Buckeyes were ‘first class' during PSU game


COLUMBUS, OhioLike last week, two teams met at midfield before kickoff. Like last week, players from both sides commingled and shook hands, a unified acknowledgment of a horrible, sad situation that focused the nations attention on children who have suffered sexual abuse. Like last week, the stadium was largely silent for a brief moment.

Unlike last week, the stands were filled with red jerseys instead of blue, and everything unfolded in Columbus rather than State College. It was the first road game for the Nittany Lions -- the first time they left Happy Valley as a unit -- since former Penn State defensive coordinator Jerry Sandusky was charged with sexually assaulting at least eight boys over 15 years.

No one was quite sure what to expect from the crowd at Ohio Stadium. Before the game, Tom Bradley, Penn States interim head coach, was asked about leaving State College and taking his team into a potentially difficult environment. Bradley said The Shoe hasnt been a great place for us.

Saturday was different, and it had precious little to do with the Nittany Lions 20-14 victory over the Buckeyes (see story). When the Penn State players ran onto the field wearing their white road uniforms and carrying a flag stamped with the Nittany Lions logo, a smattering of Ohio State fans initially booed. They were quickly drowned out by thousands of others who stood and clapped.

Youve got to take your hat off to them -- and I did when I walked off the field after warm-ups and they cheered us, Bradley said. That was first class. This is a first-class group and university at Ohio State.

In advance of the game, Ohio States student leaders implored people to act appropriately and have some compassion for the visiting team. It was a powerful, touching message, one the crowd seemed to internalize.

"As students, we will separate what happens on the football field from the transgressions and actions of individuals," Ohio State's student body president said in a statement. "Penn State students love their school just as much as we love ours. Its important to remember the victims of this tragedy. But its also important to remember that our visitors are not the people to whom we should direct our anger."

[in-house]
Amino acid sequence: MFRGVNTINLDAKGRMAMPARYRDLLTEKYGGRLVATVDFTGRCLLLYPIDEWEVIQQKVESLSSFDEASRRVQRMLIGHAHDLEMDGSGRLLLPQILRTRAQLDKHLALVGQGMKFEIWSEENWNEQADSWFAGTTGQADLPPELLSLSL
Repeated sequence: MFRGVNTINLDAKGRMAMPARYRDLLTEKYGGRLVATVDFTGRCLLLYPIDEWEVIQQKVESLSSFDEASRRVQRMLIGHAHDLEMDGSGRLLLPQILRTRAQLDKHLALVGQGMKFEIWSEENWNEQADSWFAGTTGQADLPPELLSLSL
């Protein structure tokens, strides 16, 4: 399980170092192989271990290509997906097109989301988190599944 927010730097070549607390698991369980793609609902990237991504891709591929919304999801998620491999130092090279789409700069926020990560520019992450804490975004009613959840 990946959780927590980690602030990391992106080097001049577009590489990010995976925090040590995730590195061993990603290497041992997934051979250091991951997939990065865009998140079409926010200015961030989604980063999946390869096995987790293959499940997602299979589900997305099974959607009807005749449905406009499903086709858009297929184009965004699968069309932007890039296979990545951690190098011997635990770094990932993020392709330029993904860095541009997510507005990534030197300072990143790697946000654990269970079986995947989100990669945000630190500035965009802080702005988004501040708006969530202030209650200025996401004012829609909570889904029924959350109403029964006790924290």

In the end, and somewhat unexpectedly, Columbus was the perfect place for Penn State to play its first road game since Sanduskys alleged, heinous crimes were revealed. The two communities -- rivals in every other respect -- have an odd kinship now, the sort that can only be formed by people who have been the center of a significant controversy.

That none of this has been easy for Penn Staters is obvious enough. Beloved head coach Joe Paternowho was recently diagnosed with a treatable form of lung cancer (see story)was fired as a result of the scandal. Meanwhile, students, fans, alumni and anyone associated with the school have been subjected to brutal and unrelenting national criticism.

Ohio State center Mike Brewster said he understood. He got it. He sympathized, and said many other Buckeyes did as well. It wasnt long ago, after all, that Ohio State was vilified when it was reported that members of the football team had accepted cash and free tattoos from a man who is the subject of a federal drug-trafficking investigation. As a result, Buckeyes head coach Jim Tressel was fired, and the school is waiting for the NCAA to dole out punishment for those infractions. The NCAA recently said it would also investigate Penn State for what it called a lack of institutional control.

While Brewster admitted the two scandals are dissimilar, he said he couldnt help but feel for the Penn State players and those associated with the university.

Both of our situations are very different, Brewster told a media assembly earlier this week. I dont think you can really compare ours to theirs. Theirs had victims. Our hearts go out to those guys on the team and the stuff theyre going through.

Brewster wasnt alone. Outside Ohio Stadium, a man who calls himself Buckeye Santahe wore a red Ohio State jersey and red pants, and he had long white hair and a bushy white beardposed for pictures with anyone holding a camera. That included Penn State fans. When he saw one couple wearing Nittany Lions gear, Buckeye Santa called out to them until they came over. Then he threw his arm around them and told them to hang in there and that were all with you.

I feel sorry for Penn State, he said. I feel sorry for the fans, the kids, the players, all of them. I feel sorry for Joe Paterno. Hes a great coach. Its a shame. Its a shame he went out that way. Look at Woody Hayes. He was reduced to a punch. Its the same with Joe now. This is what people will remember. Thats too bad. I really do feel bad for all of them.

E-mail John Gonzalez at jgonzalez@comcastsportsnet.com

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